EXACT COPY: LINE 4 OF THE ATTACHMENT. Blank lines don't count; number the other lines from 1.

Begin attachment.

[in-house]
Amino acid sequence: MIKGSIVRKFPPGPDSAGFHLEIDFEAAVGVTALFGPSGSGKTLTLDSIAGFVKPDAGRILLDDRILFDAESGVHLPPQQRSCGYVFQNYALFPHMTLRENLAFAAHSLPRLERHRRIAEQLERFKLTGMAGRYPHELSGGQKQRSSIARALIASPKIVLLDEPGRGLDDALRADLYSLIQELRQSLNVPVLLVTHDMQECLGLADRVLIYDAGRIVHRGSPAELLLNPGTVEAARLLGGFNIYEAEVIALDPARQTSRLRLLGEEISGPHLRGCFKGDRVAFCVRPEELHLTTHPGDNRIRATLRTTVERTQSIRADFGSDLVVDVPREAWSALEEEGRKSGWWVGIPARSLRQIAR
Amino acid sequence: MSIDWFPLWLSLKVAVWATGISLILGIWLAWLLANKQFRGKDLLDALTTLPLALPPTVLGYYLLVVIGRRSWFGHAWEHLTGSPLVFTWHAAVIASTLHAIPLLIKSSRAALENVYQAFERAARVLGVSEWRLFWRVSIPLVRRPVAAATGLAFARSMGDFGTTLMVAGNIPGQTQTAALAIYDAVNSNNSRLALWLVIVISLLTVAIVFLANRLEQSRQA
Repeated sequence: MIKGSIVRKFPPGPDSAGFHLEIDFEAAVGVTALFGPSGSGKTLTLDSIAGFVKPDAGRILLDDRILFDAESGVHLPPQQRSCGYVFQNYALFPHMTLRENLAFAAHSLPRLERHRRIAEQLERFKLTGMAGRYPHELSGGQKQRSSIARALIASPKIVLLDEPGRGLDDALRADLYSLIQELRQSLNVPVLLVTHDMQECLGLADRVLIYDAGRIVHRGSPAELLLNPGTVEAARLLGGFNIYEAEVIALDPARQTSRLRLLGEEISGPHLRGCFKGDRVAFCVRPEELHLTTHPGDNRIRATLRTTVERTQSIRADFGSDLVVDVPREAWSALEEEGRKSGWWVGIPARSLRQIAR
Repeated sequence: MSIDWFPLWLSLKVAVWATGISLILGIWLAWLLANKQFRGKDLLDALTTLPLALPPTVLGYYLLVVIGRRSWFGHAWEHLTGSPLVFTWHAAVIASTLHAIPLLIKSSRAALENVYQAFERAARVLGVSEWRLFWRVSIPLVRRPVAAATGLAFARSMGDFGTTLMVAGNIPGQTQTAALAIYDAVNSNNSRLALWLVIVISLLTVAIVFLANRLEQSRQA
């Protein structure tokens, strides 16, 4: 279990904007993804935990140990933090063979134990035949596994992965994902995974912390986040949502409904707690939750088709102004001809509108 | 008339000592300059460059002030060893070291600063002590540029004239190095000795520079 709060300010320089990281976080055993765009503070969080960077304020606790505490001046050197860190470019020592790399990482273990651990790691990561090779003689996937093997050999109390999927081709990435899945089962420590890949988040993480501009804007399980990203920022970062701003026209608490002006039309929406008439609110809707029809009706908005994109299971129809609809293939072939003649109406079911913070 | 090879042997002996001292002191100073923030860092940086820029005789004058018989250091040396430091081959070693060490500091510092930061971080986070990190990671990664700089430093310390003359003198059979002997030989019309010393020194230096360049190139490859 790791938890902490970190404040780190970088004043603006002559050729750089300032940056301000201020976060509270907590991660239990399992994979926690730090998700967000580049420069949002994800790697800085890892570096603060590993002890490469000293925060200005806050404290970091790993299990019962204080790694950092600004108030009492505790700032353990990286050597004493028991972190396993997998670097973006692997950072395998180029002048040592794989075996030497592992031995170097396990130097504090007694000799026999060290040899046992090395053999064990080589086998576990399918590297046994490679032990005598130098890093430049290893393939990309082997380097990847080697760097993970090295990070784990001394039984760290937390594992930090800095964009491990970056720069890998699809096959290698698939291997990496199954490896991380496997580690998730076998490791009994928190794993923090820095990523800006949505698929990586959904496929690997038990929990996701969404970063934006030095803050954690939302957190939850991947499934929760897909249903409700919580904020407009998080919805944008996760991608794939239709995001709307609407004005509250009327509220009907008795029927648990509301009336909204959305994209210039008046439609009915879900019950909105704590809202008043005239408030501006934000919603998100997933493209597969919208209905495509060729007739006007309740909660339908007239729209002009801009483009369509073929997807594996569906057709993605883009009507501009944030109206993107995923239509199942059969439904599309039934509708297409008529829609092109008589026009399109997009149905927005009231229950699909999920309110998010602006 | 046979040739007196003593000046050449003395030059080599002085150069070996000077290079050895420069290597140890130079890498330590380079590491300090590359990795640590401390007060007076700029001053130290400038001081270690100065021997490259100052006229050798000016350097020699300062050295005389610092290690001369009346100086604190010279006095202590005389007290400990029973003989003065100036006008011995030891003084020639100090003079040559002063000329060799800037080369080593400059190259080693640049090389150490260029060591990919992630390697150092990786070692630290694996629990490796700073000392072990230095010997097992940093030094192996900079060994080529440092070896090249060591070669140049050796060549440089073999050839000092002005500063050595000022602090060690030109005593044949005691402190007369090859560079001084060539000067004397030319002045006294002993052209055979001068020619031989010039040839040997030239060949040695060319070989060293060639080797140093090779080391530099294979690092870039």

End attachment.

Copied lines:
Repeated sequence: MIKGSIVRKFPPGPDSAGFHLEIDFEAAVGVTALFGPSGSGKTLTLDSIAGFVKPDAGRILLDDRILFDAESGVHLPPQQRSCGYVFQNYALFPHMTLRENLAFAAHSLPRLERHRRIAEQLERFKLTGMAGRYPHELSGGQKQRSSIARALIASPKIVLLDEPGRGLDDALRADLYSLIQELRQSLNVPVLLVTHDMQECLGLADRVLIYDAGRIVHRGSPAELLLNPGTVEAARLLGGFNIYEAEVIALDPARQTSRLRLLGEEISGPHLRGCFKGDRVAFCVRPEELHLTTHPGDNRIRATLRTTVERTQSIRADFGSDLVVDVPREAWSALEEEGRKSGWWVGIPARSLRQIAR